Exceptions to the rule- Trucks over 10,000lbs GCVW that are not owned for the purpose of generating income for their owners can drive right by. LIke if you have a big trailer full of four wheelers and no signs on your truck.
    Avoiding weigh stations is common, but dont blow by... then you'll really get in trouble.
  6. scott's turf

    scott's turf LawnSite Senior Member
    from NH
    Messages: 949

    If you are a sole prop. than I don't know what is the right thing. I am the business so I am not sure if that excludes me from this. I don't have commercial plates on my truck or trailer and I see very few around here that do.
  7. lasher66

    lasher66 LawnSite Senior Member
    Messages: 399

    I am a sole proprietor also. That is why I posted this question too, because I notice most guys that work by themselves dont have commercial plates. I asked the license bureau and they told me if you are using the trailer or vehicle to make any money out of, then it is commercial. So does this mean that if I cut 4 lawns on the side (as an example) , I have to go out and buy $130 commercial plates to do so. Sounds like the government is just wanting more money. I still depreciate my truck , but if I get audited hopefully they dont give me any probs.

  8. SCL

    SCL LawnSite Senior Member
    Messages: 543

    You could just come to Illinois where they charge that for ALL trucks under 16K regardless of com. or not. License your single axle trailer for next to nothing, and get spanked for a trailer that will haul anything.
  9. LawnLad

    LawnLad LawnSite Senior Member
    Messages: 738

    The law is in black and white. Often times you have to decide for yourself what you think you can or can not reasonably risk by not following law. I'm not advocating breaking the law - but at times we all drive 36 in a 35 mph zone.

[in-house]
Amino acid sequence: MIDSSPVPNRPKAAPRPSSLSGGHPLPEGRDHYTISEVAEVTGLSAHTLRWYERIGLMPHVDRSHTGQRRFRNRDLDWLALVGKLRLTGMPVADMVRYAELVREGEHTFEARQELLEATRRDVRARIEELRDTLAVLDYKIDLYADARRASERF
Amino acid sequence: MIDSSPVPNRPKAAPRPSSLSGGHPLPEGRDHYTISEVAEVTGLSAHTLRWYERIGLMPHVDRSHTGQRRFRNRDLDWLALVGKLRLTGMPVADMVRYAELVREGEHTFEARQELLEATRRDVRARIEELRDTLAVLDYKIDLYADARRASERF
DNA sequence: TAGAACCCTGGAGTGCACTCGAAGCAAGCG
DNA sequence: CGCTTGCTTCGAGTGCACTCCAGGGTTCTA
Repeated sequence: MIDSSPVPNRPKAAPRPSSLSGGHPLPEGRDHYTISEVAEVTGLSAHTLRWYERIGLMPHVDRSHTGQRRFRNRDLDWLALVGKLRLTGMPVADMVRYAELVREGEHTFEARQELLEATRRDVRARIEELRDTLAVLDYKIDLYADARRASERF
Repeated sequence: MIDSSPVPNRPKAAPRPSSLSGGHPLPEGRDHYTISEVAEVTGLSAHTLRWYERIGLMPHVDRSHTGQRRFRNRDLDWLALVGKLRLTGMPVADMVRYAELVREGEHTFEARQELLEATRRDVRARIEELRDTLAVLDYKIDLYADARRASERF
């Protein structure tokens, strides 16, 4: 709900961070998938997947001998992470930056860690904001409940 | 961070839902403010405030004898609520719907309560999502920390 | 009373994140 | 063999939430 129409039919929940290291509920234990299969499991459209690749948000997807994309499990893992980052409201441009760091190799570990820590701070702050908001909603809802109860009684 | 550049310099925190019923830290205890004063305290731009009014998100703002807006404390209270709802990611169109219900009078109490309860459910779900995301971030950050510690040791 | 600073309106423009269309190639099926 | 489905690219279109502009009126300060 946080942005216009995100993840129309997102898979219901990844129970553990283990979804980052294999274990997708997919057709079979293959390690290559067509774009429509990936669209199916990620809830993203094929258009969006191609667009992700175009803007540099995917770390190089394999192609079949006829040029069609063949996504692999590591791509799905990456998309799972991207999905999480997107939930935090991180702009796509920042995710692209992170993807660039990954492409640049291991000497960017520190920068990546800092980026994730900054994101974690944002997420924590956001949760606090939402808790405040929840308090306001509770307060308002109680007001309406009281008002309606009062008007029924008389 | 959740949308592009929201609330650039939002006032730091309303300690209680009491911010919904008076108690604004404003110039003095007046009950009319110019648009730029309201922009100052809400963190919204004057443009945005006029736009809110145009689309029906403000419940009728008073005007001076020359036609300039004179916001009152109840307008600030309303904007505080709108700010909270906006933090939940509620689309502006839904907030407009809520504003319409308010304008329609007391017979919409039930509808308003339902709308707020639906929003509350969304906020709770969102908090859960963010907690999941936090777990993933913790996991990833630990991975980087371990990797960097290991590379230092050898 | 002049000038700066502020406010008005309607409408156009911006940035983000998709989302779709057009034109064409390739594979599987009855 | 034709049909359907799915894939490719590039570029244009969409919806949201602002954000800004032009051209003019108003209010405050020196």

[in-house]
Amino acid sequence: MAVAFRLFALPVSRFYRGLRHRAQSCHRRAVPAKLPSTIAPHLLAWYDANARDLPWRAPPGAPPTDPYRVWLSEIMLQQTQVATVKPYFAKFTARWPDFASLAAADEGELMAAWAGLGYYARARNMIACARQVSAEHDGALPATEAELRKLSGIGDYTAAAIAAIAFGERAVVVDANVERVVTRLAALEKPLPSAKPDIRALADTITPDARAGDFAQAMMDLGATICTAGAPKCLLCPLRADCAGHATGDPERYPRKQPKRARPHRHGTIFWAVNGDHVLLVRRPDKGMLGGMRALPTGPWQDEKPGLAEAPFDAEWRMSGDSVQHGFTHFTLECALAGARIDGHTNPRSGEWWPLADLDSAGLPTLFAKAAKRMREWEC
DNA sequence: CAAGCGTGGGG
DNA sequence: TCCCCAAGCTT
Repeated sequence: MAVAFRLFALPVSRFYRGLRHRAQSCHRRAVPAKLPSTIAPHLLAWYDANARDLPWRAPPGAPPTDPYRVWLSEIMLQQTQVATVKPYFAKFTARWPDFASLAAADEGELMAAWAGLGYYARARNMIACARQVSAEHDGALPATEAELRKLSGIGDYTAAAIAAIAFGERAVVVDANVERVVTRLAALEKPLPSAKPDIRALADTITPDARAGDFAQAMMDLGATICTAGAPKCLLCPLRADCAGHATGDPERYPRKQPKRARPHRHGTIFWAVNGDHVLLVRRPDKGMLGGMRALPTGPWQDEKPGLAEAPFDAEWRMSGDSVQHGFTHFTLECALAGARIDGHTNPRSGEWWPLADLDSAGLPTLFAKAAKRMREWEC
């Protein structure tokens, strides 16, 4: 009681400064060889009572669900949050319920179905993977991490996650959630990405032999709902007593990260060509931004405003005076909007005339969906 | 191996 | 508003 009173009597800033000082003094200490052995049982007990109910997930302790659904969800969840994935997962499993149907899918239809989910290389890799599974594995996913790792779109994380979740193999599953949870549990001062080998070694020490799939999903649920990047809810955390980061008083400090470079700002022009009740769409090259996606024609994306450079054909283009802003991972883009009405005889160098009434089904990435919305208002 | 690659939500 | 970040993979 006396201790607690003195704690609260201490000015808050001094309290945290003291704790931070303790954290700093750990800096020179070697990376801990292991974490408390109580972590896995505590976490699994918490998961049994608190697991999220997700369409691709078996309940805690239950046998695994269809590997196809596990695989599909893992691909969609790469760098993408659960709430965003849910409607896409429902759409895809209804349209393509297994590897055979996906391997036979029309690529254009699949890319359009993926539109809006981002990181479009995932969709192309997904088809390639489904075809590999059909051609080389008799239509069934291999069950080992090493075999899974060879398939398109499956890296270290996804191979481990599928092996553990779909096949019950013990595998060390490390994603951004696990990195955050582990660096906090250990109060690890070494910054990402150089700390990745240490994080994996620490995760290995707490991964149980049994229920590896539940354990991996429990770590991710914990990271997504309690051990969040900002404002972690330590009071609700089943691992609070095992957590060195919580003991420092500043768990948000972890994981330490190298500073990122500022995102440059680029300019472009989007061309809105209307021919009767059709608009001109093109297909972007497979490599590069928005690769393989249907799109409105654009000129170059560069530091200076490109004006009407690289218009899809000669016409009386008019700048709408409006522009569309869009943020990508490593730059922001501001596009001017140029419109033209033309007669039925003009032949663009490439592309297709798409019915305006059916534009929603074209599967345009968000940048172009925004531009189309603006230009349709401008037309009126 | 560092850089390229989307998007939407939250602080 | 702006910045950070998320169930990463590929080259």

Does the 12 year old kid mowing grass for neighbors fill out a schedule C every year for $1,000 in summer income? Do all restaurant servers report their cash tips?

    Asking if you should buy $130 commercial plates for mowing four lawns is tough for us to answer - YES you should legalistically. Practically, that's another answer. Should you buy them at 10 lawns? How about 20? Is 30 enough? When you decide that shade of gray is getting to close to black for your own comfort - that's when you buy your commercial plates.
  10. Brickman

    Brickman LawnSite Bronze Member
    Messages: 1,249


    I have blown a lot of ports pulling a stock trailer behind my pickup. And have never been pulled in. I think the guys at the port figure that I am probably local, and they don't have time for all the local guys to be at a commercial facility. That is all scale houses between here and RI.

    One thing that I think is SOOOOOOOOOOOOO stupid, I forget which state, but one in the midwest, has a sign by their ports that states "all vehicles weighing over 6000 lbs must pull in" along with their other messages. Do they realize that if that sign were to be enforced that EVERY guy driving by with a 3/4 or larger pickup would be pulling in? Regardless of commercial or TOTALLY private. What a DUMB law. Needless to say I do not pull in.